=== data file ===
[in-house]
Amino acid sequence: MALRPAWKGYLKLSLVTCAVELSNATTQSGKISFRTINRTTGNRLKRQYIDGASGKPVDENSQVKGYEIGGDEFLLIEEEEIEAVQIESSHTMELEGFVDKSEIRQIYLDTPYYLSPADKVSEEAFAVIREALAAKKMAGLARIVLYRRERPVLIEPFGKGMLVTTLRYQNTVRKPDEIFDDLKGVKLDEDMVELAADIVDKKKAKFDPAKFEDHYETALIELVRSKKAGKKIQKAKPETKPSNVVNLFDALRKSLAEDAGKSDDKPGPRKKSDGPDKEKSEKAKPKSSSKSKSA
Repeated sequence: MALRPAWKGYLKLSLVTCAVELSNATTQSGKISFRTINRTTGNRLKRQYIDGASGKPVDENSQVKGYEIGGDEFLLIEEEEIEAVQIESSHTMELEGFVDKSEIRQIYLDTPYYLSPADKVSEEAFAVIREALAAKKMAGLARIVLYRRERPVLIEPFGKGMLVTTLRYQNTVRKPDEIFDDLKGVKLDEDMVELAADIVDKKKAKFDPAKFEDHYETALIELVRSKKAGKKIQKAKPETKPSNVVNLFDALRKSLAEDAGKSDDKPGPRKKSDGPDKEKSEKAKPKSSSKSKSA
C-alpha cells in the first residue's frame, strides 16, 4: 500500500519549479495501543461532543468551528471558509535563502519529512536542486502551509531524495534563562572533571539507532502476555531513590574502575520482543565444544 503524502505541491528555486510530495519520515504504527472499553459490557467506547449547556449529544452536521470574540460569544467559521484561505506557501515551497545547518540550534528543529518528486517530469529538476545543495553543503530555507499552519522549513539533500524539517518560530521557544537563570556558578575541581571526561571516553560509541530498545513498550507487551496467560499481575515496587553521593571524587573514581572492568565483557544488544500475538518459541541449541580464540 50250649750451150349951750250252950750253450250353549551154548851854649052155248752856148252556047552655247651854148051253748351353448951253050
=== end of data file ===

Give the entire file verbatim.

[in-house]
Amino acid sequence: MALRPAWKGYLKLSLVTCAVELSNATTQSGKISFRTINRTTGNRLKRQYIDGASGKPVDENSQVKGYEIGGDEFLLIEEEEIEAVQIESSHTMELEGFVDKSEIRQIYLDTPYYLSPADKVSEEAFAVIREALAAKKMAGLARIVLYRRERPVLIEPFGKGMLVTTLRYQNTVRKPDEIFDDLKGVKLDEDMVELAADIVDKKKAKFDPAKFEDHYETALIELVRSKKAGKKIQKAKPETKPSNVVNLFDALRKSLAEDAGKSDDKPGPRKKSDGPDKEKSEKAKPKSSSKSKSA
Repeated sequence: MALRPAWKGYLKLSLVTCAVELSNATTQSGKISFRTINRTTGNRLKRQYIDGASGKPVDENSQVKGYEIGGDEFLLIEEEEIEAVQIESSHTMELEGFVDKSEIRQIYLDTPYYLSPADKVSEEAFAVIREALAAKKMAGLARIVLYRRERPVLIEPFGKGMLVTTLRYQNTVRKPDEIFDDLKGVKLDEDMVELAADIVDKKKAKFDPAKFEDHYETALIELVRSKKAGKKIQKAKPETKPSNVVNLFDALRKSLAEDAGKSDDKPGPRKKSDGPDKEKSEKAKPKSSSKSKSA
C-alpha cells in the first residue's frame, strides 16, 4: 500500500519549479495501543461532543468551528471558509535563502519529512536542486502551509531524495534563562572533571539507532502476555531513590574502575520482543565444544 503524502505541491528555486510530495519520515504504527472499553459490557467506547449547556449529544452536521470574540460569544467559521484561505506557501515551497545547518540550534528543529518528486517530469529538476545543495553543503530555507499552519522549513539533500524539517518560530521557544537563570556558578575541581571526561571516553560509541530498545513498550507487551496467560499481575515496587553521593571524587573514581572492568565483557544488544500475538518459541541449541580464540 50250649750451150349951750250252950750253450250353549551154548851854649052155248752856148252556047552655247651854148051253748351353448951253050